DAYTON, Ohio (WDTN) – With Halloween being just a few night away, officials are warning parents of some of the dangers to look out for. Some of the risks include cannabis edibles that looks like candy and busy streets.
Montgomery County Sheriff Rob Streck said the odds of your child finding a cannabis edible or other dangerous item in their candy bag is rare, but that doesn’t mean parents should ignore the risk.
“Even though edibles are expensive and the odds of somebody just handing them out are probably rare, could some get mixed into a candy bowl or something, that’s always possible, so it’s something to look for,” Streck said.
Streck and Ohio Attorney General Dave Yost are warning that cannabis edibles come in packaging that looks just like well-known snacks and candy.
“The package looks just like something they’ve eaten 100 other times, so when they start eating them, it’s very dangerous because of the amount of THC that’s in these products,” Streck said.
According to a release from Yost’s office, in the first half of 2021, the American Association of Poison Control Centers reported 2,622 calls for services related to children eating cannabis products, which could result in overdose or death.
Along with looking for edibles, Streck said parents should inspect candy bags for opened wrappers or homemade baked goods.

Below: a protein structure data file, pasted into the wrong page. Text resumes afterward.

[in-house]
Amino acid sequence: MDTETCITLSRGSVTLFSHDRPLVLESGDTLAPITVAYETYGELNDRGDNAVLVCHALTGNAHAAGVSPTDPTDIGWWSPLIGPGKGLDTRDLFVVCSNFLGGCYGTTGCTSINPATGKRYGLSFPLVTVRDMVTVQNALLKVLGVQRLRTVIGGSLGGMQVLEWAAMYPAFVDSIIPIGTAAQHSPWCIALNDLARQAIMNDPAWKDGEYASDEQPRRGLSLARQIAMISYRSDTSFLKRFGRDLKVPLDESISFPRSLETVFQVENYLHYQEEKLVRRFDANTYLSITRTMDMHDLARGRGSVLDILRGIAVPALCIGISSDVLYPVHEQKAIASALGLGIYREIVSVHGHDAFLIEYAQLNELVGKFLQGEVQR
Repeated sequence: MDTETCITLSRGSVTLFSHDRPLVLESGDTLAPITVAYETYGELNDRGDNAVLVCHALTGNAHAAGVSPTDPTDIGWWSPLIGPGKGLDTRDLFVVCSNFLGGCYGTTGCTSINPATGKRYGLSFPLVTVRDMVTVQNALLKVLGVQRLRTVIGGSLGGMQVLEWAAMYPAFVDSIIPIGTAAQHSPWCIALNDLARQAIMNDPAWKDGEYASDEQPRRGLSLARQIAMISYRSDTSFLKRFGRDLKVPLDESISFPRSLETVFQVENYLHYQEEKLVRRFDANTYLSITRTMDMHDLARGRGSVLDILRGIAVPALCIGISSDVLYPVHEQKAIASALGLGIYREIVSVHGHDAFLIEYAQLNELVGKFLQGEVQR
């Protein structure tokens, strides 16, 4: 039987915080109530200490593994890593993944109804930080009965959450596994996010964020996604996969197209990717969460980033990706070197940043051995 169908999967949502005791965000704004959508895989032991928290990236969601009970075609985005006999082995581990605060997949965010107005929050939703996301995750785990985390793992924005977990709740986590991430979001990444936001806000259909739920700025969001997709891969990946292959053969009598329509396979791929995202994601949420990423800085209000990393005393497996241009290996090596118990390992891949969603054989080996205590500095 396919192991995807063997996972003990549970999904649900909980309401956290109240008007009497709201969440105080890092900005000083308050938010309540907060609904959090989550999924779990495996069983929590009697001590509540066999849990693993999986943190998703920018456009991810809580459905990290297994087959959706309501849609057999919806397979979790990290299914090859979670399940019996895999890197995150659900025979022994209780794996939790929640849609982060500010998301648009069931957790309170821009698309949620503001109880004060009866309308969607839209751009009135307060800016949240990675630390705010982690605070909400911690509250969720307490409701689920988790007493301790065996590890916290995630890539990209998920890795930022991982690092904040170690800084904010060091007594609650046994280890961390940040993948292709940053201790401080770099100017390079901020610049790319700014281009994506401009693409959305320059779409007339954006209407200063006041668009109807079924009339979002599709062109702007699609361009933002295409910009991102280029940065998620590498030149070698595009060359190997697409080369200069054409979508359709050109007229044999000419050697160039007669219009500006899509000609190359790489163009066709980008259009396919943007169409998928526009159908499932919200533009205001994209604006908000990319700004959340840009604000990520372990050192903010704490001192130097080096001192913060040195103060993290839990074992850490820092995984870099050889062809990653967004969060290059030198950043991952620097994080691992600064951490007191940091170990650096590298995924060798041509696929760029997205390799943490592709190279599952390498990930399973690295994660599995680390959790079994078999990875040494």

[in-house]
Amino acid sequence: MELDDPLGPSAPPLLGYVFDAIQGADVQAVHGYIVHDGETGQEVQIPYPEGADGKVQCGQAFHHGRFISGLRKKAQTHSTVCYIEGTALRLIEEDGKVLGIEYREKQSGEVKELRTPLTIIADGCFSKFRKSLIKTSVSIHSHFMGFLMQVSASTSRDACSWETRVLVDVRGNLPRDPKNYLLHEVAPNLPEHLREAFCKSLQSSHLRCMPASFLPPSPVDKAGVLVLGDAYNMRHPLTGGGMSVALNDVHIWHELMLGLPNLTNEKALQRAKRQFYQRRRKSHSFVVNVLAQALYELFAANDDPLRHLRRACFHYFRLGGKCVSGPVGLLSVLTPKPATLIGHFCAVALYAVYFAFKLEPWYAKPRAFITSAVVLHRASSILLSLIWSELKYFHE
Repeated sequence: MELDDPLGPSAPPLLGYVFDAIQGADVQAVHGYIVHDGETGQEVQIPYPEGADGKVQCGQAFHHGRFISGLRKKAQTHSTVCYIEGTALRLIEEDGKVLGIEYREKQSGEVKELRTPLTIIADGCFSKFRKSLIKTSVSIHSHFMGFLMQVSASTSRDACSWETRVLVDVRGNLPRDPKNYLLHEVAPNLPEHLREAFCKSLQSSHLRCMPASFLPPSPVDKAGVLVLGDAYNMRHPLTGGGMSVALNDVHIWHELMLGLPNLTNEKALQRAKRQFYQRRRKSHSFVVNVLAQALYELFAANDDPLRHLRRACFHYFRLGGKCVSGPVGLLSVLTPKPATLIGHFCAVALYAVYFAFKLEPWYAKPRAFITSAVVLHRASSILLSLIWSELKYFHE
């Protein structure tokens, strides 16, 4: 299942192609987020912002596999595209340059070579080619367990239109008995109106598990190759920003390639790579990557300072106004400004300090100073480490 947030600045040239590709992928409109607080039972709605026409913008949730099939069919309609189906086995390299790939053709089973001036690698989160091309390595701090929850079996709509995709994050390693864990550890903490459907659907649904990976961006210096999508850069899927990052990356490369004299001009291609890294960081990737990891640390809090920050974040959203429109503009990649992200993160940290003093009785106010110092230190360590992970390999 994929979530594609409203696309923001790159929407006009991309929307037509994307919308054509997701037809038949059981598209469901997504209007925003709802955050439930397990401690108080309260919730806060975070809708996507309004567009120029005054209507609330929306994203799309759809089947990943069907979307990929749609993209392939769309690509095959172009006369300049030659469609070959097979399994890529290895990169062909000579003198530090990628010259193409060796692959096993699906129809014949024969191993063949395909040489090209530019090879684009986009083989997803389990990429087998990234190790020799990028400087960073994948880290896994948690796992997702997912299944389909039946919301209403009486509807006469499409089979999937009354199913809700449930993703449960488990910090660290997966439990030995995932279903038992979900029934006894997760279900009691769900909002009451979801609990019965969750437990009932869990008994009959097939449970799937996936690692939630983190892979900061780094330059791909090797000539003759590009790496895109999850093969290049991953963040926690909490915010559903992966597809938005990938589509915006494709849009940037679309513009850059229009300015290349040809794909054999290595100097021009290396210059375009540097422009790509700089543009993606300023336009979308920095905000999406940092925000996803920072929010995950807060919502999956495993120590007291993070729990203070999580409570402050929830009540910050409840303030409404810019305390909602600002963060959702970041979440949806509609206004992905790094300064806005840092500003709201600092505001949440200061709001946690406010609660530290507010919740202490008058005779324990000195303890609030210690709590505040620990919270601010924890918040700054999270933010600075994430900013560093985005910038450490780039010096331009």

Streck said the most common incidents on Halloween are traffic-related. “Unfortunately we do have incidents every year where an individual or a child may be struck by a vehicle, or a parent who might be out with the children because there are so many people out for those couple of hours,” Streck said.
Streck also said kids should wear a light, glow stick or flashlight so they are easily seen when out at night. The sheriff’s office will have extra patrols out on the streets to keep kids safe, and pass out candy.
Along with safety concerns, health officials are warning of COVID-19 concerns too. Public Health – Dayton & Montgomery County recommends to not attend parties if you are sick and try to keep activities outdoors to protect young trick-or-treaters.
“Many kids are not vaccinated yet, particularly under the age of 12, who are your prime trick-or-treat or party-goers at that age group, we want to make sure that those younger people are protected as well,” PHDMC public information supervisor Dan Suffoletto said.
Streck said if parents do find anything in their children’s trick-or-treat bag that shouldn’t be there, they should throw it out, or contact their county’s non-emergency line.